How can we bear another tragedy of this magnitude?
I was focused Friday on writing a Bible Study to accompany my book, Identity Crisis: Reclaim the True You, when I felt prompted to check my Facebook. The first post I saw mentioned grief over a suicide at the high school in our former town, Sammamish, WA, but then I began to see post after post about the tragedy in Connecticut.
I don’t connect with the outside world when I am writing as I need full focus, so the only question I could ask is, “What happened?” I decided to take a break for lunch and find out. As I opened my IPAd to the news, I was stunned to see images of children being led out of the war zone of their school. The news got worse, a young man dressed in battle fatigues fights his way into the secure school, only to gun down the principal and school psychologist who try to fight him off. He leaves them dead to start his systematic killing of young, innocent children.
I shook my head, “How can we bear another tragedy of this magnitude?” Memories fill me of the recent shooting in the Aurora theater, of a little girl kidnapped and dismembered in Colorado, almost in the backyard of where my own children went to school, of the shooting in the Oregon mall, and even a stabbing in the Santa Rosa mall just the day before.
My heart breaks over each one of these events.
I can’t stop thinking “if only they knew.”
If only each one of these young men, perpetrators of violence, knew the depth of their identity by their creator, their outcome would have been very different.
If only they knew:
When God dreamed about them during their creation, he planned for them a fulfilling and fruitful life.
Their heavenly father’s delight in their very existence.
They are not spiritual orphans; they are sons to the King of the Universe.
They have a father who loves them more than himself; he was willing to give them everything when he gave up his son.
They are fully accepted; every part of them.
They are loved unconditionally without judgment or shame; they were created for relationship.
They were created to be kings in the Kingdom of Heaven.
But, they didn’t know.
They believed the lie of the thief.
They believed they were worthless; throw away children. They believed the lie that death is better than life, violence is preferable to peace, retaliation is better than forgiveness, murder and suicide trumps life with God in heaven.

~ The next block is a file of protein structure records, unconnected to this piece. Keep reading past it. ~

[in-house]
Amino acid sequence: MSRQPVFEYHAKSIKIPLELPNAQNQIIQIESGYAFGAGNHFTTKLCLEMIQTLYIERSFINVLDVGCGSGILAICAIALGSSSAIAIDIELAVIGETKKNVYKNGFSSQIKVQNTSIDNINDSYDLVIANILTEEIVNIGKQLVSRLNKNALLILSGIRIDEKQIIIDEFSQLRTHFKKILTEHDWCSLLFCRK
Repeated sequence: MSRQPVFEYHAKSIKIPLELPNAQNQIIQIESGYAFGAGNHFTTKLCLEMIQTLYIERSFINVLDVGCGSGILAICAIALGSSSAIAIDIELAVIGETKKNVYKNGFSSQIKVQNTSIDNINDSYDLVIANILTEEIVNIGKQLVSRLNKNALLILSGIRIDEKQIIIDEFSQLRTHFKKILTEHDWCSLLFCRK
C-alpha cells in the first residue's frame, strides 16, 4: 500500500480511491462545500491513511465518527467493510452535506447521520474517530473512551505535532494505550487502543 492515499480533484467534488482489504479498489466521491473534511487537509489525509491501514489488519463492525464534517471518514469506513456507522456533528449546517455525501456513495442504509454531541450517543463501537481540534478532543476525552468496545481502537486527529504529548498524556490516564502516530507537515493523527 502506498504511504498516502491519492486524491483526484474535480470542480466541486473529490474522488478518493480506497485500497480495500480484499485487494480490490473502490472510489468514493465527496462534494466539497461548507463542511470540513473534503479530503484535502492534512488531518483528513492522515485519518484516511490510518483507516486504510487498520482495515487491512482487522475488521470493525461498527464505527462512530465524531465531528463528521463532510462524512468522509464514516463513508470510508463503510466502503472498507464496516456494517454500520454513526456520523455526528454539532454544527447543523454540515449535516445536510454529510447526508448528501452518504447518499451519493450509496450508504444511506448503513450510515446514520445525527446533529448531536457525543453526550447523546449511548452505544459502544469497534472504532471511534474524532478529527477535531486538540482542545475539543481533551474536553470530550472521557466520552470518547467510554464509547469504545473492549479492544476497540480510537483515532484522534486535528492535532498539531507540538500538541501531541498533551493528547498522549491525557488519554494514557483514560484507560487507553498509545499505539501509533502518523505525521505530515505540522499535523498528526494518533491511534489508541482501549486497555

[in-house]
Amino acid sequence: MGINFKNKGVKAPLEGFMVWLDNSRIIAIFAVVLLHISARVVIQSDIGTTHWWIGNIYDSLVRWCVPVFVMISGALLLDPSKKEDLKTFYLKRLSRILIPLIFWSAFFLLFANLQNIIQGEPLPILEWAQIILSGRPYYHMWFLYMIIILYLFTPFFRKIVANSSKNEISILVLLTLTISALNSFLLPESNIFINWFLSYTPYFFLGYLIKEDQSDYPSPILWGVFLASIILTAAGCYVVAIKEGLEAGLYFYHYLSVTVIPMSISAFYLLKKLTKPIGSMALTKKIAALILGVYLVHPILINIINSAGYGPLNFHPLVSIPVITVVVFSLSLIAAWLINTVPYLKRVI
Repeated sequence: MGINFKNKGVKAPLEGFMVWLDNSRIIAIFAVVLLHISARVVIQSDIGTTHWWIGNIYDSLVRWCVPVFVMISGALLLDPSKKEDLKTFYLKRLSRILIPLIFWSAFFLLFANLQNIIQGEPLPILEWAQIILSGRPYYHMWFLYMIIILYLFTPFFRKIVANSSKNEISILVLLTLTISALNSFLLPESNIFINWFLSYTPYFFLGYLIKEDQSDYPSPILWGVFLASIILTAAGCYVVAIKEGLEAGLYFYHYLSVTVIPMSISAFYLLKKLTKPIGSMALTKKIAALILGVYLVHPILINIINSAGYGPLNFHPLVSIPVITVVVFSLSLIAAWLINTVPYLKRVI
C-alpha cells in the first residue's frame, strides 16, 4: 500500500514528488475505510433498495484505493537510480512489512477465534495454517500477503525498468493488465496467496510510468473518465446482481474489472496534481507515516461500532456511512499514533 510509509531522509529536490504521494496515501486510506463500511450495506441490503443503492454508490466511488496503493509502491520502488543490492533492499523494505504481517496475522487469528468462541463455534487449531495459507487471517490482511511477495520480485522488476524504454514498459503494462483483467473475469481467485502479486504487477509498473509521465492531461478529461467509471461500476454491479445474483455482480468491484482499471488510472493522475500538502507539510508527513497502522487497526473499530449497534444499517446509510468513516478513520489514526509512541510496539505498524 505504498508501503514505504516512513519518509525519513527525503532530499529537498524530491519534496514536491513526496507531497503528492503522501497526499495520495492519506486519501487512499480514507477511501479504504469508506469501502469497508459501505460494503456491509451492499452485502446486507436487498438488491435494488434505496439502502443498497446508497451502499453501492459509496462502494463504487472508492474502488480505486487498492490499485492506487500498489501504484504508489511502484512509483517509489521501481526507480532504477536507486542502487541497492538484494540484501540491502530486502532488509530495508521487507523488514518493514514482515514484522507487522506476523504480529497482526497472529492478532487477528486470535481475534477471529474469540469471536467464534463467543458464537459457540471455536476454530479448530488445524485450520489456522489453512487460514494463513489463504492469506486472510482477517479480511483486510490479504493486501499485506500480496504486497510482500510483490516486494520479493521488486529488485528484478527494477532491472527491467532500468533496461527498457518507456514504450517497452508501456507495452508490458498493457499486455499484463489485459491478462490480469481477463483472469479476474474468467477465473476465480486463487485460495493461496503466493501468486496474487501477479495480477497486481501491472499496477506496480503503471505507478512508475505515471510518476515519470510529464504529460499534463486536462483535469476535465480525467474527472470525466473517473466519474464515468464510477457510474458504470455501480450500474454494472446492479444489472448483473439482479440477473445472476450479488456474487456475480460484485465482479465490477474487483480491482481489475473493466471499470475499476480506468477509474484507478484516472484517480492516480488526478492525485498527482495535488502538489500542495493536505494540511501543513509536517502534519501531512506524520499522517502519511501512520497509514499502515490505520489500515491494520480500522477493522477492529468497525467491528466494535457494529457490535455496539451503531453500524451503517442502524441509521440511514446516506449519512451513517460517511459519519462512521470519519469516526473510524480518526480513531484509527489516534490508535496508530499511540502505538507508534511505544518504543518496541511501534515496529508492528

So, what is our response?
My response, my call, for this season of my life is to focus on the transformational identity message.
My call is to equip leaders to experience their own identity transformation so they can go and equip those in their sphere of influence, so that the world begins to:
Imagine a world where parents developed their children to know they are beloved children of the King.
Imagine a world where teachers taught their students their true identity.
Imagine a world where church leaders equipped their congregations to live a life of covenant relationship with their heavenly father.
Imagine a world of business leaders who worked with kingdom principals.
Imagine a world of creative people creating the arts and media to invite us to celebrate our “true you’s”: the heavenly identity God gives to his people.
Imagine a world where government officials sought to rule in the Kingdom of God.
This is my response.
What is yours?
How can I come alongside you to equip you to be a communicator of the good news of our heavenly identity? What do you need to share God’s word of our adoption into his great big family with those in your life and sphere of influence?
I’d love to hear your responses as we all work together to bring light to darkness, hope to hopelessness, and joy to despair.